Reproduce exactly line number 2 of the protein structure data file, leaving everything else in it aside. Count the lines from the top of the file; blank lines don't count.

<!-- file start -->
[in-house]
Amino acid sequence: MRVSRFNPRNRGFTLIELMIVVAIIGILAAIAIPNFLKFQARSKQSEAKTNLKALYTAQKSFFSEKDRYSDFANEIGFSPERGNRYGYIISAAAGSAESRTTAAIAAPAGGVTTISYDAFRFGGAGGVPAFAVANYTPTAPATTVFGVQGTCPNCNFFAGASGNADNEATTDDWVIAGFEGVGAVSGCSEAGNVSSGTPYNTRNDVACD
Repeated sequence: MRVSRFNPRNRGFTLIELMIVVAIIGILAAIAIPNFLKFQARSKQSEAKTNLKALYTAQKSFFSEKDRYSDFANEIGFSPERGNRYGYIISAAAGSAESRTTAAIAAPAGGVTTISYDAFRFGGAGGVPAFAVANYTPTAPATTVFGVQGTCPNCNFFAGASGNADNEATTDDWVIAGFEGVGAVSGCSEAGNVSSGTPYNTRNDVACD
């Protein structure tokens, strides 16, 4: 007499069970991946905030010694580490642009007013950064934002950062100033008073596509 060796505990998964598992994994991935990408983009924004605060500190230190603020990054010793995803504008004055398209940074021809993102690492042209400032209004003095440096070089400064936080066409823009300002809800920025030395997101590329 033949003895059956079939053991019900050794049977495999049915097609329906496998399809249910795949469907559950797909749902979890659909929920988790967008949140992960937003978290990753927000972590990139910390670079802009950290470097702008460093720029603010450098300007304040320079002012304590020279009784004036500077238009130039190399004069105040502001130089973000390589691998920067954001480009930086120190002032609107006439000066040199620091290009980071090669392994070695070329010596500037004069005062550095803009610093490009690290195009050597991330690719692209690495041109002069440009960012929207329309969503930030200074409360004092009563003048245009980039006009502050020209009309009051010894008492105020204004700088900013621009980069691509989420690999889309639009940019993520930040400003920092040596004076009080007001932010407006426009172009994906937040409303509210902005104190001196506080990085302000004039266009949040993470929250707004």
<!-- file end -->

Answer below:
Amino acid sequence: MRVSRFNPRNRGFTLIELMIVVAIIGILAAIAIPNFLKFQARSKQSEAKTNLKALYTAQKSFFSEKDRYSDFANEIGFSPERGNRYGYIISAAAGSAESRTTAAIAAPAGGVTTISYDAFRFGGAGGVPAFAVANYTPTAPATTVFGVQGTCPNCNFFAGASGNADNEATTDDWVIAGFEGVGAVSGCSEAGNVSSGTPYNTRNDVACD